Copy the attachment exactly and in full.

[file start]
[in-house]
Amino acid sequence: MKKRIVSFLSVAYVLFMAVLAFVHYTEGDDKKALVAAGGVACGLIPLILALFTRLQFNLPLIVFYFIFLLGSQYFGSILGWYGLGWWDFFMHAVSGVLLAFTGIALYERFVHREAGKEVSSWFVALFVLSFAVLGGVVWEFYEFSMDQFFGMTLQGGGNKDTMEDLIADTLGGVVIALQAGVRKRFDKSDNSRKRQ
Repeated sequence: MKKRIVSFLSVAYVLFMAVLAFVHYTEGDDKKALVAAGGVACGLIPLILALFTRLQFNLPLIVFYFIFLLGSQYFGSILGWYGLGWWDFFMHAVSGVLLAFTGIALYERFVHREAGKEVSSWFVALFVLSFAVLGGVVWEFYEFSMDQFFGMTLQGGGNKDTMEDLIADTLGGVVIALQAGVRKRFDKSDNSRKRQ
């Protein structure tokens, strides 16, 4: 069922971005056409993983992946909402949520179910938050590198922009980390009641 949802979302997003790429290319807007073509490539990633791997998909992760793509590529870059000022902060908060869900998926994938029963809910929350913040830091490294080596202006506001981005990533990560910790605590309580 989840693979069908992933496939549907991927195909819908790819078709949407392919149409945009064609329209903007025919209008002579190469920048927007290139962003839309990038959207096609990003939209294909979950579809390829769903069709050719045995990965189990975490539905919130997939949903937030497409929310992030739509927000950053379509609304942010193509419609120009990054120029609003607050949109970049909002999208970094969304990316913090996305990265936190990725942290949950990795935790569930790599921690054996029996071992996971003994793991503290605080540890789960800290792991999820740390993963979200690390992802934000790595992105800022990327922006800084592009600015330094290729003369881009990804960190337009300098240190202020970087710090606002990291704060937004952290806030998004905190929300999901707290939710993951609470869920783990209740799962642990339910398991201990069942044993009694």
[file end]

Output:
[in-house]
Amino acid sequence: MKKRIVSFLSVAYVLFMAVLAFVHYTEGDDKKALVAAGGVACGLIPLILALFTRLQFNLPLIVFYFIFLLGSQYFGSILGWYGLGWWDFFMHAVSGVLLAFTGIALYERFVHREAGKEVSSWFVALFVLSFAVLGGVVWEFYEFSMDQFFGMTLQGGGNKDTMEDLIADTLGGVVIALQAGVRKRFDKSDNSRKRQ
Repeated sequence: MKKRIVSFLSVAYVLFMAVLAFVHYTEGDDKKALVAAGGVACGLIPLILALFTRLQFNLPLIVFYFIFLLGSQYFGSILGWYGLGWWDFFMHAVSGVLLAFTGIALYERFVHREAGKEVSSWFVALFVLSFAVLGGVVWEFYEFSMDQFFGMTLQGGGNKDTMEDLIADTLGGVVIALQAGVRKRFDKSDNSRKRQ
């Protein structure tokens, strides 16, 4: 069922971005056409993983992946909402949520179910938050590198922009980390009641 949802979302997003790429290319807007073509490539990633791997998909992760793509590529870059000022902060908060869900998926994938029963809910929350913040830091490294080596202006506001981005990533990560910790605590309580 989840693979069908992933496939549907991927195909819908790819078709949407392919149409945009064609329209903007025919209008002579190469920048927007290139962003839309990038959207096609990003939209294909979950579809390829769903069709050719045995990965189990975490539905919130997939949903937030497409929310992030739509927000950053379509609304942010193509419609120009990054120029609003607050949109970049909002999208970094969304990316913090996305990265936190990725942290949950990795935790569930790599921690054996029996071992996971003994793991503290605080540890789960800290792991999820740390993963979200690390992802934000790595992105800022990327922006800084592009600015330094290729003369881009990804960190337009300098240190202020970087710090606002990291704060937004952290806030998004905190929300999901707290939710993951609470869920783990209740799962642990339910398991201990069942044993009694």